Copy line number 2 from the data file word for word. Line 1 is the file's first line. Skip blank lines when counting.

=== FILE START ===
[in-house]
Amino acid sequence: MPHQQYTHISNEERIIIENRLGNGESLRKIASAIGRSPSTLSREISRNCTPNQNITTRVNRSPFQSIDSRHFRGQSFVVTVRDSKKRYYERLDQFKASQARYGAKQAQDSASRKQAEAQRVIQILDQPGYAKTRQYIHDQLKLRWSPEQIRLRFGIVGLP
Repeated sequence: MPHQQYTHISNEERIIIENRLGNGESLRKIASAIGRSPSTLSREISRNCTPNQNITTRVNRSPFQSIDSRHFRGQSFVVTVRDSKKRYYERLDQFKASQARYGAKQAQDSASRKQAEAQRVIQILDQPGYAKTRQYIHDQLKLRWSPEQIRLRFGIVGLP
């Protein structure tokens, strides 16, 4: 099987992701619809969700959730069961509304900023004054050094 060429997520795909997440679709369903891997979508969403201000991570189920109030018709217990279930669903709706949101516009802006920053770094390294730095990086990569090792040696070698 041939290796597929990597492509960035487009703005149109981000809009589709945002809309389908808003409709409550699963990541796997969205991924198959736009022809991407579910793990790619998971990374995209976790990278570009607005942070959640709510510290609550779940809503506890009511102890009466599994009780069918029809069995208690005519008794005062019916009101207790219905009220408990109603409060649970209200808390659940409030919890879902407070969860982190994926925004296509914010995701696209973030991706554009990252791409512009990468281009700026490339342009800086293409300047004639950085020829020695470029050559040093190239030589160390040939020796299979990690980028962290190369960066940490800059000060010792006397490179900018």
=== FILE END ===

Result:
Amino acid sequence: MPHQQYTHISNEERIIIENRLGNGESLRKIASAIGRSPSTLSREISRNCTPNQNITTRVNRSPFQSIDSRHFRGQSFVVTVRDSKKRYYERLDQFKASQARYGAKQAQDSASRKQAEAQRVIQILDQPGYAKTRQYIHDQLKLRWSPEQIRLRFGIVGLP